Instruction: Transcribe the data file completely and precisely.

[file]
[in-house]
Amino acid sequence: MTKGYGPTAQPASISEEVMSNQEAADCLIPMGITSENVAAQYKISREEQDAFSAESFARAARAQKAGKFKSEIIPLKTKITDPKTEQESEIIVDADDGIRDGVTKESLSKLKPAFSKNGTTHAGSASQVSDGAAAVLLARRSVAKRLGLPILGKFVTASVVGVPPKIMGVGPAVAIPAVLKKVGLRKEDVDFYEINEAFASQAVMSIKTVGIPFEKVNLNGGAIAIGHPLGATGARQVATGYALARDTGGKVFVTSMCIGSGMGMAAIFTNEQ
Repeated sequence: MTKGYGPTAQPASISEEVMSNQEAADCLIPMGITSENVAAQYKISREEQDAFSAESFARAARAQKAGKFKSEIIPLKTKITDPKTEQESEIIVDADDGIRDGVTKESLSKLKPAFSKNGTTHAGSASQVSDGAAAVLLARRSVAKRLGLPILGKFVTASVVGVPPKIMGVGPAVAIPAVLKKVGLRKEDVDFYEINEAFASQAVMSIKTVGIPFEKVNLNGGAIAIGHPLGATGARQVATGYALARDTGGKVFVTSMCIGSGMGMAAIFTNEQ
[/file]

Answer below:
[in-house]
Amino acid sequence: MTKGYGPTAQPASISEEVMSNQEAADCLIPMGITSENVAAQYKISREEQDAFSAESFARAARAQKAGKFKSEIIPLKTKITDPKTEQESEIIVDADDGIRDGVTKESLSKLKPAFSKNGTTHAGSASQVSDGAAAVLLARRSVAKRLGLPILGKFVTASVVGVPPKIMGVGPAVAIPAVLKKVGLRKEDVDFYEINEAFASQAVMSIKTVGIPFEKVNLNGGAIAIGHPLGATGARQVATGYALARDTGGKVFVTSMCIGSGMGMAAIFTNEQ
Repeated sequence: MTKGYGPTAQPASISEEVMSNQEAADCLIPMGITSENVAAQYKISREEQDAFSAESFARAARAQKAGKFKSEIIPLKTKITDPKTEQESEIIVDADDGIRDGVTKESLSKLKPAFSKNGTTHAGSASQVSDGAAAVLLARRSVAKRLGLPILGKFVTASVVGVPPKIMGVGPAVAIPAVLKKVGLRKEDVDFYEINEAFASQAVMSIKTVGIPFEKVNLNGGAIAIGHPLGATGARQVATGYALARDTGGKVFVTSMCIGSGMGMAAIFTNEQ